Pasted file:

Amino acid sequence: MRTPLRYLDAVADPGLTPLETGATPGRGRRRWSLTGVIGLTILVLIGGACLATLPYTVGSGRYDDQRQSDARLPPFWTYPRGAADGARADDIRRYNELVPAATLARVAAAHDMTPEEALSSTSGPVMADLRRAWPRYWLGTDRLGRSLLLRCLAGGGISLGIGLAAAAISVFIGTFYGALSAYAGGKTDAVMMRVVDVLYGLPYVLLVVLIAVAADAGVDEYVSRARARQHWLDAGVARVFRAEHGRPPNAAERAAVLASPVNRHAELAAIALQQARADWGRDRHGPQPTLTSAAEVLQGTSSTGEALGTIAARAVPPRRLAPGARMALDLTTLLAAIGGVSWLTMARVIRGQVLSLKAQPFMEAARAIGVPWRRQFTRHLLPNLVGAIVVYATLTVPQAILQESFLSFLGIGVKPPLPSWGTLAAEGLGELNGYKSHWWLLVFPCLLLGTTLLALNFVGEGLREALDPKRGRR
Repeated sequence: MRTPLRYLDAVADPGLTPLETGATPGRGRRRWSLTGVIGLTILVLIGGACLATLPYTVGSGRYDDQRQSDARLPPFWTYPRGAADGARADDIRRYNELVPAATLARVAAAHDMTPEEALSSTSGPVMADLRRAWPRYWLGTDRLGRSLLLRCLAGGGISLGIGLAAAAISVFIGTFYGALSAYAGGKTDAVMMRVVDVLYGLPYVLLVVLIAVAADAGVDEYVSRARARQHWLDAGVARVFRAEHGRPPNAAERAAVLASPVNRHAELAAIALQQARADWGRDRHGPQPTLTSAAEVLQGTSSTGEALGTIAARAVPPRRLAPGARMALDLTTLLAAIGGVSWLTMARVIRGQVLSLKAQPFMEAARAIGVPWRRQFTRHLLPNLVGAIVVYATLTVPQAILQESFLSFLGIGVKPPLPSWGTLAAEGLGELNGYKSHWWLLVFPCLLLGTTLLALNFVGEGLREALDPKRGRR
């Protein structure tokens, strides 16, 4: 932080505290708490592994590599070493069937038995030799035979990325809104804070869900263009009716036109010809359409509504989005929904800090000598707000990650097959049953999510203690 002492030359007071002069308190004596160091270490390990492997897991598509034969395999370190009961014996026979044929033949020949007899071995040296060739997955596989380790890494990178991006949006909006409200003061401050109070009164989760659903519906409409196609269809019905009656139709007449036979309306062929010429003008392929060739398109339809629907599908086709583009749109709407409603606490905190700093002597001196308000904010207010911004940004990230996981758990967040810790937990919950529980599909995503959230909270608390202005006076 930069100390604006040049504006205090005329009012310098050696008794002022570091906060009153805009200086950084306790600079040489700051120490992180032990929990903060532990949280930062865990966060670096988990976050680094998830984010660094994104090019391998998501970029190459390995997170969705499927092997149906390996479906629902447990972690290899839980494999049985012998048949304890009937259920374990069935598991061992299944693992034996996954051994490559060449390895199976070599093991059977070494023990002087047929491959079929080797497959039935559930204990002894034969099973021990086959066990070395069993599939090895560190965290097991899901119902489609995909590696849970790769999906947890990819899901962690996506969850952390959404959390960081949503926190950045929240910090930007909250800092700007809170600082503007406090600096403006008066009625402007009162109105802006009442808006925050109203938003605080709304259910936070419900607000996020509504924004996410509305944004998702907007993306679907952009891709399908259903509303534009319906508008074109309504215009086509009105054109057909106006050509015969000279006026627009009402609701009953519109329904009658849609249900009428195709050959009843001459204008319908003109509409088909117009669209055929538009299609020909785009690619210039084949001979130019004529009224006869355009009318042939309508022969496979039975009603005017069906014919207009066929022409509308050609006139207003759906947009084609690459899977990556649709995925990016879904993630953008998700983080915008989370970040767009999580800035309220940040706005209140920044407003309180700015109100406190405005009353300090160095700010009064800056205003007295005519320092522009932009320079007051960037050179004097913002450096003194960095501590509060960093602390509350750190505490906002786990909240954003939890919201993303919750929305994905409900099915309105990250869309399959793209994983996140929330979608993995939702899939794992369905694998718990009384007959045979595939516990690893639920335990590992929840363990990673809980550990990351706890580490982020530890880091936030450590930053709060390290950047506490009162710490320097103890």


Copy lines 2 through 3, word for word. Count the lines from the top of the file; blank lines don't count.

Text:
Repeated sequence: MRTPLRYLDAVADPGLTPLETGATPGRGRRRWSLTGVIGLTILVLIGGACLATLPYTVGSGRYDDQRQSDARLPPFWTYPRGAADGARADDIRRYNELVPAATLARVAAAHDMTPEEALSSTSGPVMADLRRAWPRYWLGTDRLGRSLLLRCLAGGGISLGIGLAAAAISVFIGTFYGALSAYAGGKTDAVMMRVVDVLYGLPYVLLVVLIAVAADAGVDEYVSRARARQHWLDAGVARVFRAEHGRPPNAAERAAVLASPVNRHAELAAIALQQARADWGRDRHGPQPTLTSAAEVLQGTSSTGEALGTIAARAVPPRRLAPGARMALDLTTLLAAIGGVSWLTMARVIRGQVLSLKAQPFMEAARAIGVPWRRQFTRHLLPNLVGAIVVYATLTVPQAILQESFLSFLGIGVKPPLPSWGTLAAEGLGELNGYKSHWWLLVFPCLLLGTTLLALNFVGEGLREALDPKRGRR
């Protein structure tokens, strides 16, 4: 932080505290708490592994590599070493069937038995030799035979990325809104804070869900263009009716036109010809359409509504989005929904800090000598707000990650097959049953999510203690 002492030359007071002069308190004596160091270490390990492997897991598509034969395999370190009961014996026979044929033949020949007899071995040296060739997955596989380790890494990178991006949006909006409200003061401050109070009164989760659903519906409409196609269809019905009656139709007449036979309306062929010429003008392929060739398109339809629907599908086709583009749109709407409603606490905190700093002597001196308000904010207010911004940004990230996981758990967040810790937990919950529980599909995503959230909270608390202005006076 930069100390604006040049504006205090005329009012310098050696008794002022570091906060009153805009200086950084306790600079040489700051120490992180032990929990903060532990949280930062865990966060670096988990976050680094998830984010660094994104090019391998998501970029190459390995997170969705499927092997149906390996479906629902447990972690290899839980494999049985012998048949304890009937259920374990069935598991061992299944693992034996996954051994490559060449390895199976070599093991059977070494023990002087047929491959079929080797497959039935559930204990002894034969099973021990086959066990070395069993599939090895560190965290097991899901119902489609995909590696849970790769999906947890990819899901962690996506969850952390959404959390960081949503926190950045929240910090930007909250800092700007809170600082503007406090600096403006008066009625402007009162109105802006009442808006925050109203938003605080709304259910936070419900607000996020509504924004996410509305944004998702907007993306679907952009891709399908259903509303534009319906508008074109309504215009086509009105054109057909106006050509015969000279006026627009009402609701009953519109329904009658849609249900009428195709050959009843001459204008319908003109509409088909117009669209055929538009299609020909785009690619210039084949001979130019004529009224006869355009009318042939309508022969496979039975009603005017069906014919207009066929022409509308050609006139207003759906947009084609690459899977990556649709995925990016879904993630953008998700983080915008989370970040767009999580800035309220940040706005209140920044407003309180700015109100406190405005009353300090160095700010009064800056205003007295005519320092522009932009320079007051960037050179004097913002450096003194960095501590509060960093602390509350750190505490906002786990909240954003939890919201993303919750929305994905409900099915309105990250869309399959793209994983996140929330979608993995939702899939794992369905694998718990009384007959045979595939516990690893639920335990590992929840363990990673809980550990990351706890580490982020530890880091936030450590930053709060390290950047506490009162710490320097103890």